More often than not, technology developed for the military eventually finds its way into general use. Now, the Army is conducting pilot tests on how to take smart phones from practical to tactical.
Lt. Gen. Michael Vane is one of the Army’s top leaders trying to bring technology to the battlefield. The director of the Army Capabilities Integration Center details how smart phones will assist soldiers.
Vane told Federal News Radio, the Connecting Soldiers to Digital Applications (CSDA) program has set up eight pilots over the past year or so looking at using smart phone in three categories: new training approaches, use in an operational environment, and updating and sharing information at a reduced cost.
The phones have been sent with soldiers to the battlefield disconnected from the network “so far,” said Vane. Two of the pilots have been completed. Once the other six are done, the Army will start looking at costs.
Advantages in training, said Vane, have been quickly apparent. By including training materials, the younger soldiers have immediate access to what needs to be learned and aren’t slowed down by learning how to learn.
When they pick up a new piece of equipment, they don’t read the instruction manual. They rapidly go to the piece of equipment, the smart phone, and if it’s intuitive on that smart phone, they learn how to operate it through a combination of interaction with the machine and recognizing the icons. That basic philosophy of learning is a different way of learning than some of us who are in our 40s or 50s have grown up learning.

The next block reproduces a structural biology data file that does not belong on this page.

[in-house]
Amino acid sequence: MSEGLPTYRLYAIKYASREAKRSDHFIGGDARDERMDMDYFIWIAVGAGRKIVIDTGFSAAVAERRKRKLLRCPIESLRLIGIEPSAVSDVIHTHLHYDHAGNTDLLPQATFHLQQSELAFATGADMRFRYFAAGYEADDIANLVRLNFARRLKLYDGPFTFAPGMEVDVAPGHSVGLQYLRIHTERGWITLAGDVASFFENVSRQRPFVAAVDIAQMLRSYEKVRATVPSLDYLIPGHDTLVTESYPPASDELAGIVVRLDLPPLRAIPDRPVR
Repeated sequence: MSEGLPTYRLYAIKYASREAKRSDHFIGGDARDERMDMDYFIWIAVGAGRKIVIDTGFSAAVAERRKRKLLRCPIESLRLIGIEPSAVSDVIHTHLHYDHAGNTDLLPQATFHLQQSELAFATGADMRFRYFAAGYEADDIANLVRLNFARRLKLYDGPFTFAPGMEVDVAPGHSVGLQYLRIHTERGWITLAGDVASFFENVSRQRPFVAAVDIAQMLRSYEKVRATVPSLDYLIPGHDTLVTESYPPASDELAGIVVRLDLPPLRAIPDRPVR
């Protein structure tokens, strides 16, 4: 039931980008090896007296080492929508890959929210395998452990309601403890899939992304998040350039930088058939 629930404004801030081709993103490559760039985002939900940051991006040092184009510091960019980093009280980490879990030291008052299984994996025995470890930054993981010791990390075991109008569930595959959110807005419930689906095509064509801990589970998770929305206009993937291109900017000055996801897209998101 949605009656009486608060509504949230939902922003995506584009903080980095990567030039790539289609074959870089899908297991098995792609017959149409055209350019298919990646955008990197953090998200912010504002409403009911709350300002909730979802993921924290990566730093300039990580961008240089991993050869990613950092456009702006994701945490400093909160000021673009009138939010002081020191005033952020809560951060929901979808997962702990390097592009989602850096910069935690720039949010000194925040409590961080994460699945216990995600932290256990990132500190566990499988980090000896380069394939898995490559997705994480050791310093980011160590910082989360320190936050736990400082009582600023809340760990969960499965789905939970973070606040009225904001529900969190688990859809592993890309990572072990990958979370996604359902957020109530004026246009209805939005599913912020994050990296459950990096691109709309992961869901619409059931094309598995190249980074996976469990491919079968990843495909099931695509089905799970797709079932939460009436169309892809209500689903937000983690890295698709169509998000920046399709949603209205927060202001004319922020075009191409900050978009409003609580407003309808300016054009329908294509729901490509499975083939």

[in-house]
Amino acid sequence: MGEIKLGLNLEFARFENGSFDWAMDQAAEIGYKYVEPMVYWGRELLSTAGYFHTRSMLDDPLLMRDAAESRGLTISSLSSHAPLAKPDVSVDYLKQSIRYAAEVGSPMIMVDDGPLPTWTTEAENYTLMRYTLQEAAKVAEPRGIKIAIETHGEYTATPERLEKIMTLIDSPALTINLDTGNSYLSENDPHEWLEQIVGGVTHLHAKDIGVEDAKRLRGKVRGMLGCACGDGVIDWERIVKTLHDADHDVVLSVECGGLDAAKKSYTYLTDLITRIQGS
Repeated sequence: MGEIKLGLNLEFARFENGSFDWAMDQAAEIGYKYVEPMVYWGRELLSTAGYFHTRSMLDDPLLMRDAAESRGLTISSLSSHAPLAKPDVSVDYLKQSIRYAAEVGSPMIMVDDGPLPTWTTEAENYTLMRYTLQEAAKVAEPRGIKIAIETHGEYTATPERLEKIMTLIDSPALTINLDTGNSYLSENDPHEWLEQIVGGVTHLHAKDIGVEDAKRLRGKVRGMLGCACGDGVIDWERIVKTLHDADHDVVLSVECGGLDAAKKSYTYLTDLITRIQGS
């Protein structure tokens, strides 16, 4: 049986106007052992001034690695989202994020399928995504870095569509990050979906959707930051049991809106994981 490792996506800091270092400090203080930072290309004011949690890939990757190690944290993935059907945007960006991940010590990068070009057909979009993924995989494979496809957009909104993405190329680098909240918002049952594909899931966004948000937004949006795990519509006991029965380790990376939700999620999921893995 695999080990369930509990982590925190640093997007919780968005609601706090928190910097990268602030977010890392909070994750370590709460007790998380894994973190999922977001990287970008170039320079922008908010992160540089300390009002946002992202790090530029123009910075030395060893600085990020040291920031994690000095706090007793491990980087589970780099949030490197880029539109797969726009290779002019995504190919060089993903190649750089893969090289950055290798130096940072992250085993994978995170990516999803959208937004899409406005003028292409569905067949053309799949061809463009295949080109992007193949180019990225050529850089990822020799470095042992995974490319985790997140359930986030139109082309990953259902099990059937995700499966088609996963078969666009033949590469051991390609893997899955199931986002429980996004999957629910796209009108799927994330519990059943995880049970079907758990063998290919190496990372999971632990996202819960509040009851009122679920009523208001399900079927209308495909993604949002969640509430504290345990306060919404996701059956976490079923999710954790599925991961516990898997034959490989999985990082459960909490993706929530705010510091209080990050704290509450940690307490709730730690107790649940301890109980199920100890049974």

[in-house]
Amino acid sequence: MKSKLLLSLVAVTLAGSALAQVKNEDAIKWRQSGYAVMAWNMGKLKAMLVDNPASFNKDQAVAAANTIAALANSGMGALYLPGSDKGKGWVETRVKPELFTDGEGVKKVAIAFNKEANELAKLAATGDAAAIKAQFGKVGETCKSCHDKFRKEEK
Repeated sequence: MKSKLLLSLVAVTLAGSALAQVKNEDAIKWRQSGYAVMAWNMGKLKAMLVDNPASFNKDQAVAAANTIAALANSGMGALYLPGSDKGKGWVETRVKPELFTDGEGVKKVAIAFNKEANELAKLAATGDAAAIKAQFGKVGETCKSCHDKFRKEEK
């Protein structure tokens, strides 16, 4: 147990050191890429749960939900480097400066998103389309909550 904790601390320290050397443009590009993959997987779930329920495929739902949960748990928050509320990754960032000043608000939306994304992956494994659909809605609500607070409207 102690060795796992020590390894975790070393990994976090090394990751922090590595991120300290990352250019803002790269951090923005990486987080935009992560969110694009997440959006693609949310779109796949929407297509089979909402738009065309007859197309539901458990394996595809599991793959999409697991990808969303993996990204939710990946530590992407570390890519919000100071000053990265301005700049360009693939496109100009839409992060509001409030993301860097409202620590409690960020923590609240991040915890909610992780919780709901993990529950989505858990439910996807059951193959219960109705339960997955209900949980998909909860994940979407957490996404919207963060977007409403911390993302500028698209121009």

As for use in the operational environment, according to ArmyTimes, soldiers with smart phones are more likely to collect data and share it. Col. Marisa Tanner, chief of the doctrine, organization, operational architecture and threat division at Future Force Integration Directorate said, “If you look at every soldier as being a sensor, and give them a handheld that has eight or nine sensors, that’s a force multiplier.”
Looking at the costs of putting smart phones in the hands of every soldier, said Vane, may not be as obvious as you would think. For example, said Vane, how much it costs to buy a small cell phone may present a “significant cost difference” from large radio. “If we can even get a year and a half’s use out of a small radio for a fraction of the cost of a larger radio, there may be a business case there as well even if they don’t last the typical 10, 15 years.”
The idea is for the plan to be financially “neutral,” according to Vane, so it would be paid for from another program that it might displace, like the cost of disseminating training information, or the bigger, more expensive radios that they could augment.
And, of course, if it isn’t secure, using a smart phone wouldn’t even be worth considering on the battlefield. But, Vane cautioned, security is sometimes seen as only in the transmissions “instead of looking at the problem a little bit differently and recognizing what we’re really interested in securing is the data.” Data that’s classified can be moved to secured networks that are already in place.
Vane said he expects the pilots in progress to be completed in three to four months. “Hopefully by the end of the summer, we’ll have gotten to the senior leadership a set of criteria that allows them to make decisions.”